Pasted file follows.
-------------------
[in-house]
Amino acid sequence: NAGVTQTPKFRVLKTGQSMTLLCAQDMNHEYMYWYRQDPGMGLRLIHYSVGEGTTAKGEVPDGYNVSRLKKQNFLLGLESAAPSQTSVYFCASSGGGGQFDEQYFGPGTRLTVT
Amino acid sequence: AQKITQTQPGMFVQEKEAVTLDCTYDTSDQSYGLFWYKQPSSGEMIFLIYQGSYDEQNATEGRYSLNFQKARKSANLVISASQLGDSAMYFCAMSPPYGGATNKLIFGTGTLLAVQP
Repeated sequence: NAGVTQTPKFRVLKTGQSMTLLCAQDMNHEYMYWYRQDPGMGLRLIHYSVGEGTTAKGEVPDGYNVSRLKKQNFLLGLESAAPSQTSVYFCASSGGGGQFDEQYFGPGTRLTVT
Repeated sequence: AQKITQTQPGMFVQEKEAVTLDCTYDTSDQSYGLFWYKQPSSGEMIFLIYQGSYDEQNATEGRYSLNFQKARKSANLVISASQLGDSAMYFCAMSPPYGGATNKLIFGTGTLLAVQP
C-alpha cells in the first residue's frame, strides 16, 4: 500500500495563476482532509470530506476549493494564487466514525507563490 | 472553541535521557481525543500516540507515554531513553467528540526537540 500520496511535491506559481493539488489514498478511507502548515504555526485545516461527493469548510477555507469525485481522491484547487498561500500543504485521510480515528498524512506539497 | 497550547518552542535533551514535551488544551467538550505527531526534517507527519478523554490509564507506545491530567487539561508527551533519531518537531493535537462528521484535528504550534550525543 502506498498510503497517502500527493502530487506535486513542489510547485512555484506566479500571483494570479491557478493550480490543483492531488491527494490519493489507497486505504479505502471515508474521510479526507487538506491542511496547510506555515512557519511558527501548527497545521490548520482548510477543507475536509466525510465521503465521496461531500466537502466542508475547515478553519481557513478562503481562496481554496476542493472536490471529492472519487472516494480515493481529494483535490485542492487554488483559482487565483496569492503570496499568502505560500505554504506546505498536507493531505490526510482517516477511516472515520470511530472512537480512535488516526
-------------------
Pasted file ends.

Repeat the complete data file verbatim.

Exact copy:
[in-house]
Amino acid sequence: NAGVTQTPKFRVLKTGQSMTLLCAQDMNHEYMYWYRQDPGMGLRLIHYSVGEGTTAKGEVPDGYNVSRLKKQNFLLGLESAAPSQTSVYFCASSGGGGQFDEQYFGPGTRLTVT
Amino acid sequence: AQKITQTQPGMFVQEKEAVTLDCTYDTSDQSYGLFWYKQPSSGEMIFLIYQGSYDEQNATEGRYSLNFQKARKSANLVISASQLGDSAMYFCAMSPPYGGATNKLIFGTGTLLAVQP
Repeated sequence: NAGVTQTPKFRVLKTGQSMTLLCAQDMNHEYMYWYRQDPGMGLRLIHYSVGEGTTAKGEVPDGYNVSRLKKQNFLLGLESAAPSQTSVYFCASSGGGGQFDEQYFGPGTRLTVT
Repeated sequence: AQKITQTQPGMFVQEKEAVTLDCTYDTSDQSYGLFWYKQPSSGEMIFLIYQGSYDEQNATEGRYSLNFQKARKSANLVISASQLGDSAMYFCAMSPPYGGATNKLIFGTGTLLAVQP
C-alpha cells in the first residue's frame, strides 16, 4: 500500500495563476482532509470530506476549493494564487466514525507563490 | 472553541535521557481525543500516540507515554531513553467528540526537540 500520496511535491506559481493539488489514498478511507502548515504555526485545516461527493469548510477555507469525485481522491484547487498561500500543504485521510480515528498524512506539497 | 497550547518552542535533551514535551488544551467538550505527531526534517507527519478523554490509564507506545491530567487539561508527551533519531518537531493535537462528521484535528504550534550525543 502506498498510503497517502500527493502530487506535486513542489510547485512555484506566479500571483494570479491557478493550480490543483492531488491527494490519493489507497486505504479505502471515508474521510479526507487538506491542511496547510506555515512557519511558527501548527497545521490548520482548510477543507475536509466525510465521503465521496461531500466537502466542508475547515478553519481557513478562503481562496481554496476542493472536490471529492472519487472516494480515493481529494483535490485542492487554488483559482487565483496569492503570496499568502505560500505554504506546505498536507493531505490526510482517516477511516472515520470511530472512537480512535488516526